$R$-linear maps $f : M \longrightarrow N$ that factor through a projective
left $R$-module.
In view of the above discussion, it is important to know whether all left
$R$-modules have finite Gorenstein projective dimension, i.e.\ whether all left
$R$-modules have a complete resolution. The answer to this question involves the
cohomological invariants $\mbox{silp} \, R$ and $\mbox{spli} \, R$, which were
introduced by Gedrich and Gruenberg in \cite{Ge-Gru}. Here, $\mbox{silp} \, R$ is defined
as the supremum of the injective lengths of projective left $R$-modules, whereas
$\mbox{spli} \, R$ is the supremum of the projective lengths of injective left
$R$-modules. It follows from (\cite{Co-Kr}, Theorem 3.10) that the finiteness of these invariants
is equivalent to the assertion that all left $R$-modules have finite Gorenstein
projective dimension.
In the sequel, we shall need the following simple result.
\begin{Lemma}\label{ori_1.1}
Let $R$ be a ring and assume that $S \subseteq R$ is a subring, such that
$R$ is flat when regarded as a right $S$-module and projective when regarded
as a left $S$-module. Then, for any Gorenstein projective left $S$-module $M$
the left $R$-module $R \otimes_{S} M$ is Gorenstein projective as well.
\end{Lemma}
\vspace{-0.1in}
\begin{proof}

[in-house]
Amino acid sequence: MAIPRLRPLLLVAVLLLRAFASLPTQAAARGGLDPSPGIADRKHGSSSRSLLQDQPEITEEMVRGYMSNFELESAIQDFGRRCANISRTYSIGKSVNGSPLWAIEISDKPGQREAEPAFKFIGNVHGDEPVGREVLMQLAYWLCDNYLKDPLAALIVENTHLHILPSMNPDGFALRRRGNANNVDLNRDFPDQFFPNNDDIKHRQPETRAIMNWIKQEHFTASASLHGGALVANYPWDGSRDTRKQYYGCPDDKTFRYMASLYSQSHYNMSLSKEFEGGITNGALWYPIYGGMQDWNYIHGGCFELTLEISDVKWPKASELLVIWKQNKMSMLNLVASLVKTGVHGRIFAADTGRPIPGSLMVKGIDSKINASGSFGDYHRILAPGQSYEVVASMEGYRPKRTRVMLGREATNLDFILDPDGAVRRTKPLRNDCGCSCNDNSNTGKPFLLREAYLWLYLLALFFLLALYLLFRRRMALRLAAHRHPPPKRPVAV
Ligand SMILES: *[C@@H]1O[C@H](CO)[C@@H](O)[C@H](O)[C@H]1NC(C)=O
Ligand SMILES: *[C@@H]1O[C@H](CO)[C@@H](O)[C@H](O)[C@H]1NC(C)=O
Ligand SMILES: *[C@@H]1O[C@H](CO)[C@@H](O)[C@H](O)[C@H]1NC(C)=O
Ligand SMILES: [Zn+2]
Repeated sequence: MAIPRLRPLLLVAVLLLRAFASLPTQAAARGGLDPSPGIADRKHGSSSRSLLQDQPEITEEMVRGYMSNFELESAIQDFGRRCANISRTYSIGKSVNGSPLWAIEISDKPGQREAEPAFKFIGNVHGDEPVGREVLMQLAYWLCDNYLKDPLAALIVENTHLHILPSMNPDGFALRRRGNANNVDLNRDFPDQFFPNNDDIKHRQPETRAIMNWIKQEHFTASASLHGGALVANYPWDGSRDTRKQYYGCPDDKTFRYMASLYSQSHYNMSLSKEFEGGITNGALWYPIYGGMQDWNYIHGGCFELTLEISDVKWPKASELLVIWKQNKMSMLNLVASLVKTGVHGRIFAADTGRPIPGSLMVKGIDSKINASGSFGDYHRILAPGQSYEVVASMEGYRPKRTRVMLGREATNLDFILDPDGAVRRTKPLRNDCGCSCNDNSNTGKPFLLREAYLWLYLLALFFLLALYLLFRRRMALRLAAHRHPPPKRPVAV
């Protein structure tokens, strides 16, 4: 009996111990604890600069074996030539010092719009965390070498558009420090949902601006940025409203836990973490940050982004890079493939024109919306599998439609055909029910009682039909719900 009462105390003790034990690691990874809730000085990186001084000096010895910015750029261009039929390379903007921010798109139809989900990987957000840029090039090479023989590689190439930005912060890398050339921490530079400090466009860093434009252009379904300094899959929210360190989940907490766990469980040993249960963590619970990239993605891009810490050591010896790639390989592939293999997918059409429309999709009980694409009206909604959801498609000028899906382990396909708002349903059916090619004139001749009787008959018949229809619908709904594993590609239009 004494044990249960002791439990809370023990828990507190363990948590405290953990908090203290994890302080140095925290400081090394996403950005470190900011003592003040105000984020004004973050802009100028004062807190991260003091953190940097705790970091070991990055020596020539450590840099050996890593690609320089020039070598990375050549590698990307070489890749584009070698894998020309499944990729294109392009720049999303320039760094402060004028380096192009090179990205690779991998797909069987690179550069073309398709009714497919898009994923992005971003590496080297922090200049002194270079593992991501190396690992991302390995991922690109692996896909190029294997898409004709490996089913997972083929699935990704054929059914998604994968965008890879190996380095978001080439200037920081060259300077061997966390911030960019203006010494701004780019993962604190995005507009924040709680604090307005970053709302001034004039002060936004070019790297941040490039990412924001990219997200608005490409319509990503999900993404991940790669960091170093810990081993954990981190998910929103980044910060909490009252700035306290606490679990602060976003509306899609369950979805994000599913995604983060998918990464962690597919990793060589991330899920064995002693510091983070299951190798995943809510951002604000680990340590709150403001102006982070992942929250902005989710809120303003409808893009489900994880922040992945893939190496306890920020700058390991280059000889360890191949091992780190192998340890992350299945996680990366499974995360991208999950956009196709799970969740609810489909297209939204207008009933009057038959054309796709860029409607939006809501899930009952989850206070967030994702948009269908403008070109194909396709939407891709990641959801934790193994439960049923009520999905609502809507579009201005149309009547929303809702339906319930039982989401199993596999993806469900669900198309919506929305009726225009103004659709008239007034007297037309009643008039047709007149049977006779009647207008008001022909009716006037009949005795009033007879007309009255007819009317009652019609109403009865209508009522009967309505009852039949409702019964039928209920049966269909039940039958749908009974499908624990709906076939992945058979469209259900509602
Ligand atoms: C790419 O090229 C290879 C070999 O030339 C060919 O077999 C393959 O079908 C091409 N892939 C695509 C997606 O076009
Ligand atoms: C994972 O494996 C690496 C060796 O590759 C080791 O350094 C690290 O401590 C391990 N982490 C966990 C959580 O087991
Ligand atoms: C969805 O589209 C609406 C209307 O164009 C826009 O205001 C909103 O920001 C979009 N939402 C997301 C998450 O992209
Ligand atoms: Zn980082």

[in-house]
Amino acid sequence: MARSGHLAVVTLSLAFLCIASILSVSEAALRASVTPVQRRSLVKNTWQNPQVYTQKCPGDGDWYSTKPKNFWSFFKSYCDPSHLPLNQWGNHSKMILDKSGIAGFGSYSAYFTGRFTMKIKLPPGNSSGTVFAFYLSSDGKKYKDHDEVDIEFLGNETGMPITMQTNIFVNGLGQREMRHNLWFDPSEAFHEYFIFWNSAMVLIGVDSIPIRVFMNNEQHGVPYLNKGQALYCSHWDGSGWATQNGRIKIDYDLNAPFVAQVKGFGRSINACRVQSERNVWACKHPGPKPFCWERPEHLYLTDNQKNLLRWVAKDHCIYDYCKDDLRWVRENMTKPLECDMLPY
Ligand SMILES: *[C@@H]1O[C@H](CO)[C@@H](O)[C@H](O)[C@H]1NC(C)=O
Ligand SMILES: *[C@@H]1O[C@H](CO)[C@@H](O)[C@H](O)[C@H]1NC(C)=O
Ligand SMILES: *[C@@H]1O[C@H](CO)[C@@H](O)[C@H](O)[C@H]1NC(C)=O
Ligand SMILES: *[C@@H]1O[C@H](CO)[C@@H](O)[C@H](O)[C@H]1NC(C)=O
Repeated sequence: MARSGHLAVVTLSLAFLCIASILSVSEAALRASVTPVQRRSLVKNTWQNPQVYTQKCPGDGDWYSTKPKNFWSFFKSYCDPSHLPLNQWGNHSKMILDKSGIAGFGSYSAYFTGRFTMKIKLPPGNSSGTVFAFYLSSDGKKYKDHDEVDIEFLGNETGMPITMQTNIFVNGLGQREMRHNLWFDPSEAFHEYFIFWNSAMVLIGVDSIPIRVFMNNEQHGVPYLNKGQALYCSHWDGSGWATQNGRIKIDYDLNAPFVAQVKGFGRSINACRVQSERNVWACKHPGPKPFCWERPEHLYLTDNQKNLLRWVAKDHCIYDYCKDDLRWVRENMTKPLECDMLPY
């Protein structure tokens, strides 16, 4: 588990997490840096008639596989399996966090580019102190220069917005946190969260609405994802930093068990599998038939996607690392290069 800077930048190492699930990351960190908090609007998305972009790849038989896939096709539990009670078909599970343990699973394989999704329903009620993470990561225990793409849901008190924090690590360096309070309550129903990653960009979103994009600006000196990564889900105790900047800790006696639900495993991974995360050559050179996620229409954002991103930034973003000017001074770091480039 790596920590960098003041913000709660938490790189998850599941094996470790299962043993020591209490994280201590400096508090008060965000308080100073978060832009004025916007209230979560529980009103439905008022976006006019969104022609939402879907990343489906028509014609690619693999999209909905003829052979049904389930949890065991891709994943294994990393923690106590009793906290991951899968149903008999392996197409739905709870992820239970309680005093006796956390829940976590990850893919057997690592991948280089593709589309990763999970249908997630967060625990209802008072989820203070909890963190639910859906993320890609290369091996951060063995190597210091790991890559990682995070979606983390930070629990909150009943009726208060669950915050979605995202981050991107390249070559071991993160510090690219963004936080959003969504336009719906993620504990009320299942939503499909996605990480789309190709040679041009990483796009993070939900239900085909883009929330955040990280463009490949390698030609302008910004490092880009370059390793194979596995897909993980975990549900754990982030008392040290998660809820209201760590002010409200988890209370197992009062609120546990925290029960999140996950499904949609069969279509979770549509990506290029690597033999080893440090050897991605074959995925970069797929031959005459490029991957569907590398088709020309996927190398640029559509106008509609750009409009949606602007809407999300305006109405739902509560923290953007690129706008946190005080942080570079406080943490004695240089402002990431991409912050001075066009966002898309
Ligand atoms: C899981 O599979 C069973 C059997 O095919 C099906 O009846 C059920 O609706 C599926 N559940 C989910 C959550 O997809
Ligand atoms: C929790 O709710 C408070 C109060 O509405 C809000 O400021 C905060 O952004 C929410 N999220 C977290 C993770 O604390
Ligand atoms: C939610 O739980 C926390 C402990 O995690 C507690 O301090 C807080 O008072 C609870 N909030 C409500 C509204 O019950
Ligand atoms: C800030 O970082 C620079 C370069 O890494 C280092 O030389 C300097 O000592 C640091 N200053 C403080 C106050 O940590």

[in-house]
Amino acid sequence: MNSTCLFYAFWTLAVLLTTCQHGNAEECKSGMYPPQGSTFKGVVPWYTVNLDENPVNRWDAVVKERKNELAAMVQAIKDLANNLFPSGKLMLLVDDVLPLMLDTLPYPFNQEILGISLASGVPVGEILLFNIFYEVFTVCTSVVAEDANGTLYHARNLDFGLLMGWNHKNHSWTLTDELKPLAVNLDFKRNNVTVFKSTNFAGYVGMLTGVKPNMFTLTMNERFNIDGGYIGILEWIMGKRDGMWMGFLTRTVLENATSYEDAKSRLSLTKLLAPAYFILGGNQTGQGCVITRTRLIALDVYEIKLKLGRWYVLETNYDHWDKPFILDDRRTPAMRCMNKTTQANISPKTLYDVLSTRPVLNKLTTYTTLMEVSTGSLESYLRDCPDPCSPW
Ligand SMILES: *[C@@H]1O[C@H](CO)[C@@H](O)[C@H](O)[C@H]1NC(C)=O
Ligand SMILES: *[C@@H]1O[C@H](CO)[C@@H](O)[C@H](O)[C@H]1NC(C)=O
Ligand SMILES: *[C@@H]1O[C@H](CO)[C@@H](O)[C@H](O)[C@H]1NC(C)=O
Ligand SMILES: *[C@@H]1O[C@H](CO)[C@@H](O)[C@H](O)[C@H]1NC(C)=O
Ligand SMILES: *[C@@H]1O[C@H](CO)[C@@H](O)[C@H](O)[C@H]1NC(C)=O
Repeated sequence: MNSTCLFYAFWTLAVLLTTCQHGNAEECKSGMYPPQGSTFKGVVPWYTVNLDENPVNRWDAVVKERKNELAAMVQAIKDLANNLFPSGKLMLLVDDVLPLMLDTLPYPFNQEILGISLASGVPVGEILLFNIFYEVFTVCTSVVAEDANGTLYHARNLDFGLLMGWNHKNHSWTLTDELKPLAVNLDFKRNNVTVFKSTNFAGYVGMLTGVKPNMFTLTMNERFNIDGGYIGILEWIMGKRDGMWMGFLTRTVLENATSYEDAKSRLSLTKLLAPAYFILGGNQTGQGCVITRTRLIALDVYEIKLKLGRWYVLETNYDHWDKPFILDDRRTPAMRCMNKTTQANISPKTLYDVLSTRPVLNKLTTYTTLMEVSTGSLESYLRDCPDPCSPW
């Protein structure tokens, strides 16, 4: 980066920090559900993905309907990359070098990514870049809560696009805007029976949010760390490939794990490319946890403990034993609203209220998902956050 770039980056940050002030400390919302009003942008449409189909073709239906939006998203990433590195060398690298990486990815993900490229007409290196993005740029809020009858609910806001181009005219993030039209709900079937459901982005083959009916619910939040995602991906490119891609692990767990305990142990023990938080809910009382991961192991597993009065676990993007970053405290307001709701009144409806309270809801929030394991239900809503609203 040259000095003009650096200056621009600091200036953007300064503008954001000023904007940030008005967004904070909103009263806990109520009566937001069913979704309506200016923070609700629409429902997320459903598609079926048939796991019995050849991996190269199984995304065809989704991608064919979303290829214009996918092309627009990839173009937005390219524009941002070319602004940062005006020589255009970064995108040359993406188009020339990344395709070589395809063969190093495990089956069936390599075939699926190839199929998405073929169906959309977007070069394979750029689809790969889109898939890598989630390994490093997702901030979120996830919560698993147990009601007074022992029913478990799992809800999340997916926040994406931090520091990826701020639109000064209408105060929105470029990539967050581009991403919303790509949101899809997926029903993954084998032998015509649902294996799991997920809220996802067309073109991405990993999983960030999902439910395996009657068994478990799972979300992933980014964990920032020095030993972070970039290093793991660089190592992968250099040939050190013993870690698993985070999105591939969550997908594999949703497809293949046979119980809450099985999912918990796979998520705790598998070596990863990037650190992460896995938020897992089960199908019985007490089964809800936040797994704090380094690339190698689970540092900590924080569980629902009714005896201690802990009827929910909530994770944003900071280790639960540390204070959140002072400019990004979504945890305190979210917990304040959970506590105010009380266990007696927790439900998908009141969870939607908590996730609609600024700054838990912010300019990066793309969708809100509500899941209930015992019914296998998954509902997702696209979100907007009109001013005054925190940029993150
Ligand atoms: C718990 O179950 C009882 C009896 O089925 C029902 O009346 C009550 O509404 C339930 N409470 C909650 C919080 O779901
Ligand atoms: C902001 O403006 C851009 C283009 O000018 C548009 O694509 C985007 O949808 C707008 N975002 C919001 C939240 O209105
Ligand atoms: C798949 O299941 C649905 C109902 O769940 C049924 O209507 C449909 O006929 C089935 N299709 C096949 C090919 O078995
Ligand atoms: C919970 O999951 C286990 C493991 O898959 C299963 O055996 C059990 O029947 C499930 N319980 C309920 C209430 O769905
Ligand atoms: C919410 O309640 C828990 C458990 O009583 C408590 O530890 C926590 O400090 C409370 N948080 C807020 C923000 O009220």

Let $P_{*}$ be a complete resolution in the category of left $S$-modules
having $M$ as a syzygy. Since the right $S$-module $R$ is flat, the induced
complex $R \otimes_{S} P_{*}$ is acyclic, consists of projective left
$R$-modules and has $R \otimes_{S} M$ as a syzygy. Since the left $S$-module
$R$ is projective, the restriction of any projective left $R$-module is a
projective left $S$-module. It follows readily that $R \otimes_{S} P_{*}$
is a complete resolution in the category of left $R$-modules and hence
$R \otimes_{S} M$ is a Gorenstein projective left $R$-module, as needed.
\end{proof}
In the special case where $R = \Z G$ is the integral group ring of a
group $G$, the finiteness of the Gorenstein projective dimension of all
$\Z G$-modules is known to be controlled by the finiteness of the
Gorenstein projective dimension of the trivial $\Z G$-module $\Z $.
In fact, if we define the Gorenstein cohomological dimension $\mbox{Gcd} \, G$
of $G$ by letting $\mbox{Gcd} \, G = \mbox{Gpd}_{\Z G}\Z $, then
for any $\Z G$-module $M$ there is an inequality
$\mbox{Gpd}_{\Z G}M \leq \mbox{Gcd} \, G + 1$ (cf. \cite{Bah-D-T}, Proposition
\ref{ori_2.4}(c)). As shown in [loc.cit., Theorem 2.5], the Gorenstein cohomological
dimension $\mbox{Gcd} \, G$ of $G$ is the supremum of those integers $n$,
for which there exist $\Z G$-modules $M$ and $P$, with $M$
$\Z $-free and $P$ projective, such that
$\mbox{Ext}_{\Z G}^{n}(M,P) \neq 0$.
\vspace{0.15in}
\subsection{Stably compact and completely finitary modules.}